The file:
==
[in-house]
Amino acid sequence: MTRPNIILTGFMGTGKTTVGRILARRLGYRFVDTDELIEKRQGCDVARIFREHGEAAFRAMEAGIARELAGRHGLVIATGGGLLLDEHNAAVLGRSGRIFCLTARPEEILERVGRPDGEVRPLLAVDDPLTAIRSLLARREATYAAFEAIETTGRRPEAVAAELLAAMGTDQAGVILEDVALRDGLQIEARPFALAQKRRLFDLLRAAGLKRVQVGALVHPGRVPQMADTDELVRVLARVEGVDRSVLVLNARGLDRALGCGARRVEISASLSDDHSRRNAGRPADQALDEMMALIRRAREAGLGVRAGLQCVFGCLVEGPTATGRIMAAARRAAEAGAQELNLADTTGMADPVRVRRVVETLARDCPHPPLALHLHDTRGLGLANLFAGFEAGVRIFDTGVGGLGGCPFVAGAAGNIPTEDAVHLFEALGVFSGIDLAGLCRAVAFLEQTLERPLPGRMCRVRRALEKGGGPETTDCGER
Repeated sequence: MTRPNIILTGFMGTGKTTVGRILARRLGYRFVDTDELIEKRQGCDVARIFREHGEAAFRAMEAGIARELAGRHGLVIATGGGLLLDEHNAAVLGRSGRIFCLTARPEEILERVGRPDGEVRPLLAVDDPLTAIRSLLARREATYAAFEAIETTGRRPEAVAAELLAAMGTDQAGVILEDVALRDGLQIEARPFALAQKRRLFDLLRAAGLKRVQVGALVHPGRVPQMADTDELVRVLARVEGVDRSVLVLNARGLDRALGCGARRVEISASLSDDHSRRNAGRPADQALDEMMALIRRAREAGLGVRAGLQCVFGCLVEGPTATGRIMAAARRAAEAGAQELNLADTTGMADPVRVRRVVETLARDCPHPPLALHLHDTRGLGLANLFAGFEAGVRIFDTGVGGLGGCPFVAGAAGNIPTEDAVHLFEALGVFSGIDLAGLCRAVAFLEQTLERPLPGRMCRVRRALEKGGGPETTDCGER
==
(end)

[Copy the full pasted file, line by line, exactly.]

[in-house]
Amino acid sequence: MTRPNIILTGFMGTGKTTVGRILARRLGYRFVDTDELIEKRQGCDVARIFREHGEAAFRAMEAGIARELAGRHGLVIATGGGLLLDEHNAAVLGRSGRIFCLTARPEEILERVGRPDGEVRPLLAVDDPLTAIRSLLARREATYAAFEAIETTGRRPEAVAAELLAAMGTDQAGVILEDVALRDGLQIEARPFALAQKRRLFDLLRAAGLKRVQVGALVHPGRVPQMADTDELVRVLARVEGVDRSVLVLNARGLDRALGCGARRVEISASLSDDHSRRNAGRPADQALDEMMALIRRAREAGLGVRAGLQCVFGCLVEGPTATGRIMAAARRAAEAGAQELNLADTTGMADPVRVRRVVETLARDCPHPPLALHLHDTRGLGLANLFAGFEAGVRIFDTGVGGLGGCPFVAGAAGNIPTEDAVHLFEALGVFSGIDLAGLCRAVAFLEQTLERPLPGRMCRVRRALEKGGGPETTDCGER
Repeated sequence: MTRPNIILTGFMGTGKTTVGRILARRLGYRFVDTDELIEKRQGCDVARIFREHGEAAFRAMEAGIARELAGRHGLVIATGGGLLLDEHNAAVLGRSGRIFCLTARPEEILERVGRPDGEVRPLLAVDDPLTAIRSLLARREATYAAFEAIETTGRRPEAVAAELLAAMGTDQAGVILEDVALRDGLQIEARPFALAQKRRLFDLLRAAGLKRVQVGALVHPGRVPQMADTDELVRVLARVEGVDRSVLVLNARGLDRALGCGARRVEISASLSDDHSRRNAGRPADQALDEMMALIRRAREAGLGVRAGLQCVFGCLVEGPTATGRIMAAARRAAEAGAQELNLADTTGMADPVRVRRVVETLARDCPHPPLALHLHDTRGLGLANLFAGFEAGVRIFDTGVGGLGGCPFVAGAAGNIPTEDAVHLFEALGVFSGIDLAGLCRAVAFLEQTLERPLPGRMCRVRRALEKGGGPETTDCGER